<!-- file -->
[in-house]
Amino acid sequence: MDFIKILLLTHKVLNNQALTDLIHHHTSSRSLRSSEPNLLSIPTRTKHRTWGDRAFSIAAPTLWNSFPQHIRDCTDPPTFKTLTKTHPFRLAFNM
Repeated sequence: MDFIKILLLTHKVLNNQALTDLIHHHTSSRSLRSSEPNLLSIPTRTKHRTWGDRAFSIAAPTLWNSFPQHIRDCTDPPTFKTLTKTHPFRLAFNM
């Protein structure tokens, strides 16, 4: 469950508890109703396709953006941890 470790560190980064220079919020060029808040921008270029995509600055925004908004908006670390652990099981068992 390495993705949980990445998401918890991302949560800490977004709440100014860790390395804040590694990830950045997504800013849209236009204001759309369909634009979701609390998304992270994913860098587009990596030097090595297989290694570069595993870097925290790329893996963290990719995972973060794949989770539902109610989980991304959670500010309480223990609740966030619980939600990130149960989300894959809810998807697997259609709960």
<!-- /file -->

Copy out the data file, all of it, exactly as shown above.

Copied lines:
[in-house]
Amino acid sequence: MDFIKILLLTHKVLNNQALTDLIHHHTSSRSLRSSEPNLLSIPTRTKHRTWGDRAFSIAAPTLWNSFPQHIRDCTDPPTFKTLTKTHPFRLAFNM
Repeated sequence: MDFIKILLLTHKVLNNQALTDLIHHHTSSRSLRSSEPNLLSIPTRTKHRTWGDRAFSIAAPTLWNSFPQHIRDCTDPPTFKTLTKTHPFRLAFNM
């Protein structure tokens, strides 16, 4: 469950508890109703396709953006941890 470790560190980064220079919020060029808040921008270029995509600055925004908004908006670390652990099981068992 390495993705949980990445998401918890991302949560800490977004709440100014860790390395804040590694990830950045997504800013849209236009204001759309369909634009979701609390998304992270994913860098587009990596030097090595297989290694570069595993870097925290790329893996963290990719995972973060794949989770539902109610989980991304959670500010309480223990609740966030619980939600990130149960989300894959809810998807697997259609709960």